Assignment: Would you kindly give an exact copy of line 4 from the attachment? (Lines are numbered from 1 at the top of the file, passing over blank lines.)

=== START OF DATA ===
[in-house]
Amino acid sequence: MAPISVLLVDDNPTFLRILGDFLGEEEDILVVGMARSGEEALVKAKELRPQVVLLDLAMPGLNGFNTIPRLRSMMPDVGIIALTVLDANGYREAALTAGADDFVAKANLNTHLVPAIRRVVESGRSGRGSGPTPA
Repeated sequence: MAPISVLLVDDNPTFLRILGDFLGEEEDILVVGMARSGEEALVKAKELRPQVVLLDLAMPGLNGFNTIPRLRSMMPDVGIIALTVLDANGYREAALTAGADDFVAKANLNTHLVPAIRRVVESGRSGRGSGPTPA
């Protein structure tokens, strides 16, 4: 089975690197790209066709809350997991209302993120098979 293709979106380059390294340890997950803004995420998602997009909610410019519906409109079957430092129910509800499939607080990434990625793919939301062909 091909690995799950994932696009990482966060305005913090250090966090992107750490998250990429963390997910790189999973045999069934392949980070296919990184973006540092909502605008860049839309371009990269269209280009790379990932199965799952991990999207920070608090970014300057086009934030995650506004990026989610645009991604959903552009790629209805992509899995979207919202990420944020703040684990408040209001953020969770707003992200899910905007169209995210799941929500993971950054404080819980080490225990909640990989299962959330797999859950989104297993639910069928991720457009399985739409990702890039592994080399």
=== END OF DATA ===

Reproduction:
């Protein structure tokens, strides 16, 4: 089975690197790209066709809350997991209302993120098979 293709979106380059390294340890997950803004995420998602997009909610410019519906409109079957430092129910509800499939607080990434990625793919939301062909 091909690995799950994932696009990482966060305005913090250090966090992107750490998250990429963390997910790189999973045999069934392949980070296919990184973006540092909502605008860049839309371009990269269209280009790379990932199965799952991990999207920070608090970014300057086009934030995650506004990026989610645009991604959903552009790629209805992509899995979207919202990420944020703040684990408040209001953020969770707003992200899910905007169209995210799941929500993971950054404080819980080490225990909640990989299962959330797999859950989104297993639910069928991720457009399985739409990702890039592994080399």